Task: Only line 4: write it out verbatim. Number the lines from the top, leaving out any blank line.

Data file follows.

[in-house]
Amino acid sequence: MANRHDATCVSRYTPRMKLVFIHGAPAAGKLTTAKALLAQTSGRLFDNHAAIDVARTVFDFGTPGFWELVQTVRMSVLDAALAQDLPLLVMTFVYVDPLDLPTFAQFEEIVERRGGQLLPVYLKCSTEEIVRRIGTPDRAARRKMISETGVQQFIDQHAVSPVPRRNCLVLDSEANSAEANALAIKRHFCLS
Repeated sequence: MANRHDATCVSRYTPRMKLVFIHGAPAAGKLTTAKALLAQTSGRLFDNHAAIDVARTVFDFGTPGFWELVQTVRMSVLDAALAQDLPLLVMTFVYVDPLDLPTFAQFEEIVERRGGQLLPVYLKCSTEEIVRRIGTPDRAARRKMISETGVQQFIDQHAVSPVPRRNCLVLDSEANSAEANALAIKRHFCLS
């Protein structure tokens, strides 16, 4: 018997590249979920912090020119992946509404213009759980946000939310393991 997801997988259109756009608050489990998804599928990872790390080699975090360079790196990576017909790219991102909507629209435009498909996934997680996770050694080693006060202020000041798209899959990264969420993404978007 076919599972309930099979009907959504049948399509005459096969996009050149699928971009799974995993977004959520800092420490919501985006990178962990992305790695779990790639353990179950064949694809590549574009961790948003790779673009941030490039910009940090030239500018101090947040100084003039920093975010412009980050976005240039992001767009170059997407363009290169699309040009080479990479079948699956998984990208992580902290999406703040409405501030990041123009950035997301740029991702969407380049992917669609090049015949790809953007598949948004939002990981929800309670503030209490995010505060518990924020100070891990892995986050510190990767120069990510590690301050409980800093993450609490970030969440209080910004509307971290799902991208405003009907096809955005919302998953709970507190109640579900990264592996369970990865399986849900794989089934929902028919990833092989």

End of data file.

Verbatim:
């Protein structure tokens, strides 16, 4: 018997590249979920912090020119992946509404213009759980946000939310393991 997801997988259109756009608050489990998804599928990872790390080699975090360079790196990576017909790219991102909507629209435009498909996934997680996770050694080693006060202020000041798209899959990264969420993404978007 076919599972309930099979009907959504049948399509005459096969996009050149699928971009799974995993977004959520800092420490919501985006990178962990992305790695779990790639353990179950064949694809590549574009961790948003790779673009941030490039910009940090030239500018101090947040100084003039920093975010412009980050976005240039992001767009170059997407363009290169699309040009080479990479079948699956998984990208992580902290999406703040409405501030990041123009950035997301740029991702969407380049992917669609090049015949790809953007598949948004939002990981929800309670503030209490995010505060518990924020100070891990892995986050510190990767120069990510590690301050409980800093993450609490970030969440209080910004509307971290799902991208405003009907096809955005919302998953709970507190109640579900990264592996369970990865399986849900794989089934929902028919990833092989």